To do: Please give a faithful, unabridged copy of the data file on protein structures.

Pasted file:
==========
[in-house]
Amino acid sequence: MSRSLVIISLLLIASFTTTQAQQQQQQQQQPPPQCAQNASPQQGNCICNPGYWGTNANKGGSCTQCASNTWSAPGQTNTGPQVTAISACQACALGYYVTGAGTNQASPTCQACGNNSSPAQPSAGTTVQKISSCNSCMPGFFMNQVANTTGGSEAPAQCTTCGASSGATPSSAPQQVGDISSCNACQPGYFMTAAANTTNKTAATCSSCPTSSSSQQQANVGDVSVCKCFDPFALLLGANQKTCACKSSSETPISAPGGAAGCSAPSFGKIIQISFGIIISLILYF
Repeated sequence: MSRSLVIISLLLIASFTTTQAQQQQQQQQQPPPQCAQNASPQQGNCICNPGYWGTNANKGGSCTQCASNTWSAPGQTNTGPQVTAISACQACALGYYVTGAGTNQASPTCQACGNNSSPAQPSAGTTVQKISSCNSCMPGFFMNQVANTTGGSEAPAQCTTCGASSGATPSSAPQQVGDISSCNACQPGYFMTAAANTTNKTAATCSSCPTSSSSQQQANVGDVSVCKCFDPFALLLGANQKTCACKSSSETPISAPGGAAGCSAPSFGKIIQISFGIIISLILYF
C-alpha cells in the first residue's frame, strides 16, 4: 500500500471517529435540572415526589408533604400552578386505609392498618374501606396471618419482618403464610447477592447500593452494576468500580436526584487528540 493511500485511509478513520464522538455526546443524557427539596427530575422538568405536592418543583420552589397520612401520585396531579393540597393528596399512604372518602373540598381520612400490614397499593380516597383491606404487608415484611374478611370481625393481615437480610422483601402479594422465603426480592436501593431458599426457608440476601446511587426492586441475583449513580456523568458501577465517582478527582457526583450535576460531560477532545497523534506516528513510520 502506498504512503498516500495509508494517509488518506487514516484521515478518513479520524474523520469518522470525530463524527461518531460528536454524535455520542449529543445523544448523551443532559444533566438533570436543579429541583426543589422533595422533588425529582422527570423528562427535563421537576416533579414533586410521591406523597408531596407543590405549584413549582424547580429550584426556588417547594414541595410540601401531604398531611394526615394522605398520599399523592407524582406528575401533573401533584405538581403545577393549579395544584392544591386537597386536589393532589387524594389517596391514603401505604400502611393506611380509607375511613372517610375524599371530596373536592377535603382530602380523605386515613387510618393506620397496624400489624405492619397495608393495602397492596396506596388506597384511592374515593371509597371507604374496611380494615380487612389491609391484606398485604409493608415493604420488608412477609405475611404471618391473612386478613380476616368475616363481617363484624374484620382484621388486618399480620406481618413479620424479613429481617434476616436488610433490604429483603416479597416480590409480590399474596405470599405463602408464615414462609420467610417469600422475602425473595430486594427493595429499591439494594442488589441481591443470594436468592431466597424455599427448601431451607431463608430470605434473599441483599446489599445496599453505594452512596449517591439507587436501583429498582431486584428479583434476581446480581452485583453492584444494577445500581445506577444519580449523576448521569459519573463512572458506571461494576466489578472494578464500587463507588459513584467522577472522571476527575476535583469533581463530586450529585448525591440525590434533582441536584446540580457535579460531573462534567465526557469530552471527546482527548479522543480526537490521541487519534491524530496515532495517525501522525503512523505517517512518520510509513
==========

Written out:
[in-house]
Amino acid sequence: MSRSLVIISLLLIASFTTTQAQQQQQQQQQPPPQCAQNASPQQGNCICNPGYWGTNANKGGSCTQCASNTWSAPGQTNTGPQVTAISACQACALGYYVTGAGTNQASPTCQACGNNSSPAQPSAGTTVQKISSCNSCMPGFFMNQVANTTGGSEAPAQCTTCGASSGATPSSAPQQVGDISSCNACQPGYFMTAAANTTNKTAATCSSCPTSSSSQQQANVGDVSVCKCFDPFALLLGANQKTCACKSSSETPISAPGGAAGCSAPSFGKIIQISFGIIISLILYF
Repeated sequence: MSRSLVIISLLLIASFTTTQAQQQQQQQQQPPPQCAQNASPQQGNCICNPGYWGTNANKGGSCTQCASNTWSAPGQTNTGPQVTAISACQACALGYYVTGAGTNQASPTCQACGNNSSPAQPSAGTTVQKISSCNSCMPGFFMNQVANTTGGSEAPAQCTTCGASSGATPSSAPQQVGDISSCNACQPGYFMTAAANTTNKTAATCSSCPTSSSSQQQANVGDVSVCKCFDPFALLLGANQKTCACKSSSETPISAPGGAAGCSAPSFGKIIQISFGIIISLILYF
C-alpha cells in the first residue's frame, strides 16, 4: 500500500471517529435540572415526589408533604400552578386505609392498618374501606396471618419482618403464610447477592447500593452494576468500580436526584487528540 493511500485511509478513520464522538455526546443524557427539596427530575422538568405536592418543583420552589397520612401520585396531579393540597393528596399512604372518602373540598381520612400490614397499593380516597383491606404487608415484611374478611370481625393481615437480610422483601402479594422465603426480592436501593431458599426457608440476601446511587426492586441475583449513580456523568458501577465517582478527582457526583450535576460531560477532545497523534506516528513510520 502506498504512503498516500495509508494517509488518506487514516484521515478518513479520524474523520469518522470525530463524527461518531460528536454524535455520542449529543445523544448523551443532559444533566438533570436543579429541583426543589422533595422533588425529582422527570423528562427535563421537576416533579414533586410521591406523597408531596407543590405549584413549582424547580429550584426556588417547594414541595410540601401531604398531611394526615394522605398520599399523592407524582406528575401533573401533584405538581403545577393549579395544584392544591386537597386536589393532589387524594389517596391514603401505604400502611393506611380509607375511613372517610375524599371530596373536592377535603382530602380523605386515613387510618393506620397496624400489624405492619397495608393495602397492596396506596388506597384511592374515593371509597371507604374496611380494615380487612389491609391484606398485604409493608415493604420488608412477609405475611404471618391473612386478613380476616368475616363481617363484624374484620382484621388486618399480620406481618413479620424479613429481617434476616436488610433490604429483603416479597416480590409480590399474596405470599405463602408464615414462609420467610417469600422475602425473595430486594427493595429499591439494594442488589441481591443470594436468592431466597424455599427448601431451607431463608430470605434473599441483599446489599445496599453505594452512596449517591439507587436501583429498582431486584428479583434476581446480581452485583453492584444494577445500581445506577444519580449523576448521569459519573463512572458506571461494576466489578472494578464500587463507588459513584467522577472522571476527575476535583469533581463530586450529585448525591440525590434533582441536584446540580457535579460531573462534567465526557469530552471527546482527548479522543480526537490521541487519534491524530496515532495517525501522525503512523505517517512518520510509513